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Real Pies Used to Highlight Low Newstart Payments for Jobseekers

Thursday, 2nd November 2017 at 4:35 pm
Luke Michael
A grassroots campaign is using real pies to highlight low Newstart payments and to ask if unemployed Australians are receiving their fair slice.

Thursday, 2nd November 2017
at 4:35 pm
Luke Michael



Real Pies Used to Highlight Low Newstart Payments for Jobseekers
Thursday, 2nd November 2017 at 4:35 pm

A grassroots campaign is using real pies to highlight low Newstart payments and to ask if unemployed Australians are receiving their fair slice.

The Brotherhood of St Laurence joined forces with a project team from the Committee for Melbourne’s business and civic leadership program, the Future Focus Group, to launch the Share the Pie! campaign.

It uses real pies and social media to build awareness of the low levels of Newstart unemployment payments – which can be as little as $38.48 a day for a single person.

Share the Pie! invites people to join their family, friends and colleagues over pie, to talk about whether Australia “shares the nation’s pie fairly”.

On the Share the Pie! website, people can share their own pie recipes and are also encouraged to post images of themselves sharing pie to Instagram using the hashtag #sharethepie.

The initiative came about after Future Focus Group (FFG) members approached the Brotherhood of St Laurence to collaborate on a community campaign.

FFG’s Natalie Thorne is one of the concerned community members behind the campaign, and she said the plight of unemployed Australians shocked her.

“We came together to start a fresh conversation in our country about the very low levels of Newstart,” Thorne said.  

“As someone who doesn’t work in the welfare sector, I am honestly shocked that we expect our fellow Australians to live on such low levels of payment support when they are at their most vulnerable.”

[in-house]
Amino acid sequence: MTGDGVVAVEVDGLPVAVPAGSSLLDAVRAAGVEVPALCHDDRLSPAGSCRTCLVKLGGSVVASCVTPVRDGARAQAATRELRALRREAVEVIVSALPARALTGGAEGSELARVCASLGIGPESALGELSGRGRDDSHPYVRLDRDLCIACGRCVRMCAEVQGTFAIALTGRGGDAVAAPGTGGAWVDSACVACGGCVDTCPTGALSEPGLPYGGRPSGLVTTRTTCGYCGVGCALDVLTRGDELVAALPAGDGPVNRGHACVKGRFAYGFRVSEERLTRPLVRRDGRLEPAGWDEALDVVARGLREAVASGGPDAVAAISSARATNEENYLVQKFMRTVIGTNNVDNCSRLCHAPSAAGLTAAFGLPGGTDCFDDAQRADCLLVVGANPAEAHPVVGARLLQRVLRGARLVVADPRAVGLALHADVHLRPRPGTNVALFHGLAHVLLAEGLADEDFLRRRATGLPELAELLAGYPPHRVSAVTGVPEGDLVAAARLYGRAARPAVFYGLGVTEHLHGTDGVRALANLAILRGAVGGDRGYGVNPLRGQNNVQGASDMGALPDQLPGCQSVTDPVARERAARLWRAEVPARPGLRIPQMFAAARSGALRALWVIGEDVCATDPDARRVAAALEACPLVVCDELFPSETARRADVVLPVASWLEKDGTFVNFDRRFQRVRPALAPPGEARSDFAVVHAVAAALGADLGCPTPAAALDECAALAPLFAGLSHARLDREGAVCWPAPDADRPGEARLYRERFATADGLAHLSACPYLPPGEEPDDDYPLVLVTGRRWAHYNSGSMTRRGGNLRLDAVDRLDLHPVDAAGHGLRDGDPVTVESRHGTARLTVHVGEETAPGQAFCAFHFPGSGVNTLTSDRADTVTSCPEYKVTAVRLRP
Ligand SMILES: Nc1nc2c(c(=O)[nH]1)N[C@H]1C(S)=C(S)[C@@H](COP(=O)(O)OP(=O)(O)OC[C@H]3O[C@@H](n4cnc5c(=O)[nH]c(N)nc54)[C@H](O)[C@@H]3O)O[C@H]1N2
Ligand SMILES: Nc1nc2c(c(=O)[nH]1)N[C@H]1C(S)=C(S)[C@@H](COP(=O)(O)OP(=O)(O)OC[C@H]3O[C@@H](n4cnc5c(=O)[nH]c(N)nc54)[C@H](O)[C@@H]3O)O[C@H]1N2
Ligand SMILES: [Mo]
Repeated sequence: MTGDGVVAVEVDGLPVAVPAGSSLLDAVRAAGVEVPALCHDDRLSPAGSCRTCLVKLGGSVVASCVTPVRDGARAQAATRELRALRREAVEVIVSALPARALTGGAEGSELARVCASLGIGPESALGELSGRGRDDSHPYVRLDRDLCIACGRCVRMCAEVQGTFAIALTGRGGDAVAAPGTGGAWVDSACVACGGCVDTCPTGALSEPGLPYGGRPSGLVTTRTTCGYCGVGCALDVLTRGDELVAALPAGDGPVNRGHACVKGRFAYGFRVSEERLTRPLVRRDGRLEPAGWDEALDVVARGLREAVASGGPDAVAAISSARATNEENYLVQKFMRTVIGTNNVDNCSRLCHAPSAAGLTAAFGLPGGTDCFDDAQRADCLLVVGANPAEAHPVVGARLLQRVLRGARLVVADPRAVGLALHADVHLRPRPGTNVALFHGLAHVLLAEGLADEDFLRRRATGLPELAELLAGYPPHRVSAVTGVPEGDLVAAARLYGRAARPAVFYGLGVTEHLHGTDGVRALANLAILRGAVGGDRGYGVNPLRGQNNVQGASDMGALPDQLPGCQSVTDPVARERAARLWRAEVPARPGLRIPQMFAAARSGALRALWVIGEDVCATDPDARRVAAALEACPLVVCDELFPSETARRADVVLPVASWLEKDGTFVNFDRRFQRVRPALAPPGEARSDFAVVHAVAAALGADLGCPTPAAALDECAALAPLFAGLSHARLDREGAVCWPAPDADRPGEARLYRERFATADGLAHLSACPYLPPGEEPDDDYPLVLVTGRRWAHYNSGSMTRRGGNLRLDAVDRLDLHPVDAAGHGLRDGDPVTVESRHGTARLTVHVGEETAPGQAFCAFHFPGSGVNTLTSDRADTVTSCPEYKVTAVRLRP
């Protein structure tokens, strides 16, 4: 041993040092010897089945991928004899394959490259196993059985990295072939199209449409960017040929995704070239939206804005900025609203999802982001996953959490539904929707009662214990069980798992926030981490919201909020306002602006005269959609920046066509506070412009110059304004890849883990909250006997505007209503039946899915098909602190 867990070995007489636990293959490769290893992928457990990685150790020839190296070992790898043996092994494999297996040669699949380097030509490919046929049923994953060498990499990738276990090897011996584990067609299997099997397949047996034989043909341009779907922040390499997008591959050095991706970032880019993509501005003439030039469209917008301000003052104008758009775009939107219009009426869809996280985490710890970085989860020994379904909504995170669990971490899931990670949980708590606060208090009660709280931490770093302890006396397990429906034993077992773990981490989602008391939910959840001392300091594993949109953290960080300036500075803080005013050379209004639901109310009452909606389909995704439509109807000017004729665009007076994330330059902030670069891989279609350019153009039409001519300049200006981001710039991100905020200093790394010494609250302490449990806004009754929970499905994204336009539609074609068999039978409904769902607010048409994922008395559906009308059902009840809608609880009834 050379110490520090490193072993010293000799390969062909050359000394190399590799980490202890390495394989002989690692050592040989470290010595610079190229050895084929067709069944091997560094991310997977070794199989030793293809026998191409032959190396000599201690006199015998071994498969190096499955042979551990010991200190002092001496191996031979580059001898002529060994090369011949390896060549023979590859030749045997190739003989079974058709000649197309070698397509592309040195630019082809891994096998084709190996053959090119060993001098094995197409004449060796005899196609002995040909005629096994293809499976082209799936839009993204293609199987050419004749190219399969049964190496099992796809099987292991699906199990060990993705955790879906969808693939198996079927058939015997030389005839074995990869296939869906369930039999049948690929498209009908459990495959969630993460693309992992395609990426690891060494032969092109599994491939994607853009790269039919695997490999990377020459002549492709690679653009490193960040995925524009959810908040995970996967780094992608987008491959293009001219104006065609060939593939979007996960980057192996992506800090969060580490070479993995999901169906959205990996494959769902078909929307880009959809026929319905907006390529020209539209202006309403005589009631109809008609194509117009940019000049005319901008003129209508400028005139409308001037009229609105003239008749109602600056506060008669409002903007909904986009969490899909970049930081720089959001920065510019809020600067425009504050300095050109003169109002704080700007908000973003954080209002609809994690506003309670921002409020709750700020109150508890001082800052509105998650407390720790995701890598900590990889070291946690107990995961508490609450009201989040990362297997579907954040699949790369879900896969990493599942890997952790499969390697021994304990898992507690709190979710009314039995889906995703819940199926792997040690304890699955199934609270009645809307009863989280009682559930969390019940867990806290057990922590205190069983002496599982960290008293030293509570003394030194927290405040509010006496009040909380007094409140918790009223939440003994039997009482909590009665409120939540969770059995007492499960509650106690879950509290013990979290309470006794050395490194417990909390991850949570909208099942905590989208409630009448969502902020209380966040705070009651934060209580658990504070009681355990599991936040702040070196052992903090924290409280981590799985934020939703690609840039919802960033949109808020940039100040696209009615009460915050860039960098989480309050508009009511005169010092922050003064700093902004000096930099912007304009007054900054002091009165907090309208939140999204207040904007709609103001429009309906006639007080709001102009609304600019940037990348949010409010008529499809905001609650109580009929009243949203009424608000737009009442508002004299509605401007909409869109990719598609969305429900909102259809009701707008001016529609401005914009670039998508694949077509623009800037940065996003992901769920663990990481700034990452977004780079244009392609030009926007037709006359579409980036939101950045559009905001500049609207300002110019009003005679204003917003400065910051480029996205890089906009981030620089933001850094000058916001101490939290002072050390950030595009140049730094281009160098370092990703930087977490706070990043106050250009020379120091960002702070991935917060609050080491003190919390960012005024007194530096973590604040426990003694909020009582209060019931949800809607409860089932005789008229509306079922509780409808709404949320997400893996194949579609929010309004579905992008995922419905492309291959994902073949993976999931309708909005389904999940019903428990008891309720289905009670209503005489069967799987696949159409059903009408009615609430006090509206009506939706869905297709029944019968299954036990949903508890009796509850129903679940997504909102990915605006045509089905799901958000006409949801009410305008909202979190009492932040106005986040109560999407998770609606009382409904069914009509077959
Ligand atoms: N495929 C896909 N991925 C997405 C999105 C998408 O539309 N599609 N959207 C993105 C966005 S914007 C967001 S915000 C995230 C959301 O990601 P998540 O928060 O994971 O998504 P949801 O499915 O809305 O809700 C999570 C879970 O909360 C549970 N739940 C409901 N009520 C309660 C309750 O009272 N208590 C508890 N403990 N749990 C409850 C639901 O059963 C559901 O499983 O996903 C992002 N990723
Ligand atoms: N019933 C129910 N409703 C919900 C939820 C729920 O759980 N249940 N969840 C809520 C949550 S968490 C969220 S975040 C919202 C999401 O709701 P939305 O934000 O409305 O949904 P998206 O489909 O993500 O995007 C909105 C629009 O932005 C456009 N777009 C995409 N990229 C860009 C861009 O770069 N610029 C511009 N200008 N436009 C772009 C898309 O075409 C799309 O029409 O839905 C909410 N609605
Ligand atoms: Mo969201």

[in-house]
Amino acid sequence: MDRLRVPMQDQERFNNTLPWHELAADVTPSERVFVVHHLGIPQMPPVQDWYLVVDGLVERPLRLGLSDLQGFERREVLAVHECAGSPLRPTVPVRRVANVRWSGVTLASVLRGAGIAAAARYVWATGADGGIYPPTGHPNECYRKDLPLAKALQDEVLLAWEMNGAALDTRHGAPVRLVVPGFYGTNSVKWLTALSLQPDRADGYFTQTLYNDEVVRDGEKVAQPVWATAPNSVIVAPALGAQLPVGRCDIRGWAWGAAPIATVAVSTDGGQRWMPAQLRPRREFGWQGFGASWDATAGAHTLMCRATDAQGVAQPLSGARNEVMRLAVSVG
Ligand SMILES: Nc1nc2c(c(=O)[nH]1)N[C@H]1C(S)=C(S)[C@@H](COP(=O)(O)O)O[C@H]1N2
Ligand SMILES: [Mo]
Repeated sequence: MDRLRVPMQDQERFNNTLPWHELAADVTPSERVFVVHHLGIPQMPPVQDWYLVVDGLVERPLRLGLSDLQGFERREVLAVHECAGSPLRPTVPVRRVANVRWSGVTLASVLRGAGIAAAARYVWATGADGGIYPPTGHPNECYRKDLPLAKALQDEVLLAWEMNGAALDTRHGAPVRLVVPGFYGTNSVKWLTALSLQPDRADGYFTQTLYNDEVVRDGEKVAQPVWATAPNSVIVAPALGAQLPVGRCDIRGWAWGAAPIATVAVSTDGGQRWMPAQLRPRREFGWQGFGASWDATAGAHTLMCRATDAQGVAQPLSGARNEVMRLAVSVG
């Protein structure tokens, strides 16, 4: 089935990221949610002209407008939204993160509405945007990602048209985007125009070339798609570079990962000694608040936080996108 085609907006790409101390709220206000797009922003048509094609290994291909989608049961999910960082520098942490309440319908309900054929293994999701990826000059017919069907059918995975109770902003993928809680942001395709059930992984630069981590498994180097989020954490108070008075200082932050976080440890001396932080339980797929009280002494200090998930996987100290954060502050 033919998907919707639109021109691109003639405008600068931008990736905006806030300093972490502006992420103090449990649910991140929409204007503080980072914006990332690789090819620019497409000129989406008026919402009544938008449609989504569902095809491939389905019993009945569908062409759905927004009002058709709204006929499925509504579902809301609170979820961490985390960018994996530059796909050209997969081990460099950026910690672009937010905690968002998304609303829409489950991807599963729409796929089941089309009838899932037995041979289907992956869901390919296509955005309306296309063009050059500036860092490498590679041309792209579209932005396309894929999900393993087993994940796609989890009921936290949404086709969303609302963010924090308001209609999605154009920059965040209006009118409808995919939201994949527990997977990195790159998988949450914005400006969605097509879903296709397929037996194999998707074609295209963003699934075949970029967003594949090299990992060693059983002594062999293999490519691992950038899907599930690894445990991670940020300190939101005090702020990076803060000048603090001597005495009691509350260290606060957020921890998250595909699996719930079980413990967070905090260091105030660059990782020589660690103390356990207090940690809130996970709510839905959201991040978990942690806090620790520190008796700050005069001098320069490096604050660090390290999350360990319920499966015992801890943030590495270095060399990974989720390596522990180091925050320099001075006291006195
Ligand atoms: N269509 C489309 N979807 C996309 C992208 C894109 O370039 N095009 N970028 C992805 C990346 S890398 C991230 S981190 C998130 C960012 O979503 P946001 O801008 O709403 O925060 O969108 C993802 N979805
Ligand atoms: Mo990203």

The Brotherhood of St Laurence said a single unemployed person with no children aged over 22, received a Newstart Allowance of just $538.80 a fortnight or $269.40 a week.

The anti-poverty group is calling for Newstart payments to increase, with the base rate of the allowance remaining static in real terms since 1994.

A Share the Pie! poster outside the Queen Victoria market in Melbourne.

The principal advisor of public affairs and policy at the Brotherhood, Farah Farouque, said the pie’s use as the campaign’s icon had an obvious logic.

“The concept of ‘the pie’ is used in economic and policy circles to talk about inequality issues. We thought why not use real pie to spark community conversations about the inadequate financial support we offer unemployed people,” Farouque said.

She said people were shocked by how low the Newstart payment was for those looking for work in Australia, and that additional rent assistance for recipients renting privately was still not enough.

“People outside the welfare sector are often surprised to hear how low the Newstart payment is for those looking for work in a prosperous country,” Farouque said.

“Even with the addition of a modest rental assistance top-up, people tell us all the time that their Newstart gets eaten up pretty quickly covering basic living costs like food and other household bills.”

Farouque said the organisation placed a great emphasis on partnerships with the business sector, government and the wider community, so they could better work towards improving the lives of those most disadvantaged.

“Working with the Future Focus group on this campaign means we can draw on the group’s resources and engage a wider audience,” she said.

Lawrence Lam, from the Future Focus Group added: “We need to have a constructive discussion about how fair it is to expect unemployed people to live on such low payments – let alone cover transport and clothing costs to attend job interviews.”   

The Brotherhood of St Laurence said a series of pie-sharing public events were currently being planned to promote the campaign.

Luke Michael  |  Journalist  |  @luke_michael96

Luke Michael is a journalist at Pro Bono News covering the social sector.

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